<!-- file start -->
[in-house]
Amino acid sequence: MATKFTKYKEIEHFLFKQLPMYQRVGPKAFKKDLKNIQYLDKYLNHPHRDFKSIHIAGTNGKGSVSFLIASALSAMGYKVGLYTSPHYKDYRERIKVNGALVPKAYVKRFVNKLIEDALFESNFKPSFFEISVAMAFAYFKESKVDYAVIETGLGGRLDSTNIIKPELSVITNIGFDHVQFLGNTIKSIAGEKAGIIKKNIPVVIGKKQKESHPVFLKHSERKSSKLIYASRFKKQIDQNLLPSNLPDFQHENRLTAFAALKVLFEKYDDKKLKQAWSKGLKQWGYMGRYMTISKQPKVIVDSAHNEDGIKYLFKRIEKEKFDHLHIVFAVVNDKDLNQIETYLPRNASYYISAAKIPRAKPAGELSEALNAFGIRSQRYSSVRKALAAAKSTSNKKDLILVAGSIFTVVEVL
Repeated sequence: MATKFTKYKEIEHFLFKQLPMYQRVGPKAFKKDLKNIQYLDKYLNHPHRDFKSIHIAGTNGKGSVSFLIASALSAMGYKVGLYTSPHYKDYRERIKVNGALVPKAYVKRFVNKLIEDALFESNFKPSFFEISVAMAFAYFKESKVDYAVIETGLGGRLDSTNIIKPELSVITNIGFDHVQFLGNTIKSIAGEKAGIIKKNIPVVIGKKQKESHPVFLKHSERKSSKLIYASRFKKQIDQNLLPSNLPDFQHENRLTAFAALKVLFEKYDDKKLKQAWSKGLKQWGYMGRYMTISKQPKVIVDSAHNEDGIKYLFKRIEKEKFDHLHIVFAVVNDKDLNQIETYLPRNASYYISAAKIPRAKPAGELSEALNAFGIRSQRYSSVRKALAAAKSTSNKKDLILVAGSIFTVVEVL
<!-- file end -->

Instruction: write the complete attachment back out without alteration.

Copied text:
[in-house]
Amino acid sequence: MATKFTKYKEIEHFLFKQLPMYQRVGPKAFKKDLKNIQYLDKYLNHPHRDFKSIHIAGTNGKGSVSFLIASALSAMGYKVGLYTSPHYKDYRERIKVNGALVPKAYVKRFVNKLIEDALFESNFKPSFFEISVAMAFAYFKESKVDYAVIETGLGGRLDSTNIIKPELSVITNIGFDHVQFLGNTIKSIAGEKAGIIKKNIPVVIGKKQKESHPVFLKHSERKSSKLIYASRFKKQIDQNLLPSNLPDFQHENRLTAFAALKVLFEKYDDKKLKQAWSKGLKQWGYMGRYMTISKQPKVIVDSAHNEDGIKYLFKRIEKEKFDHLHIVFAVVNDKDLNQIETYLPRNASYYISAAKIPRAKPAGELSEALNAFGIRSQRYSSVRKALAAAKSTSNKKDLILVAGSIFTVVEVL
Repeated sequence: MATKFTKYKEIEHFLFKQLPMYQRVGPKAFKKDLKNIQYLDKYLNHPHRDFKSIHIAGTNGKGSVSFLIASALSAMGYKVGLYTSPHYKDYRERIKVNGALVPKAYVKRFVNKLIEDALFESNFKPSFFEISVAMAFAYFKESKVDYAVIETGLGGRLDSTNIIKPELSVITNIGFDHVQFLGNTIKSIAGEKAGIIKKNIPVVIGKKQKESHPVFLKHSERKSSKLIYASRFKKQIDQNLLPSNLPDFQHENRLTAFAALKVLFEKYDDKKLKQAWSKGLKQWGYMGRYMTISKQPKVIVDSAHNEDGIKYLFKRIEKEKFDHLHIVFAVVNDKDLNQIETYLPRNASYYISAAKIPRAKPAGELSEALNAFGIRSQRYSSVRKALAAAKSTSNKKDLILVAGSIFTVVEVL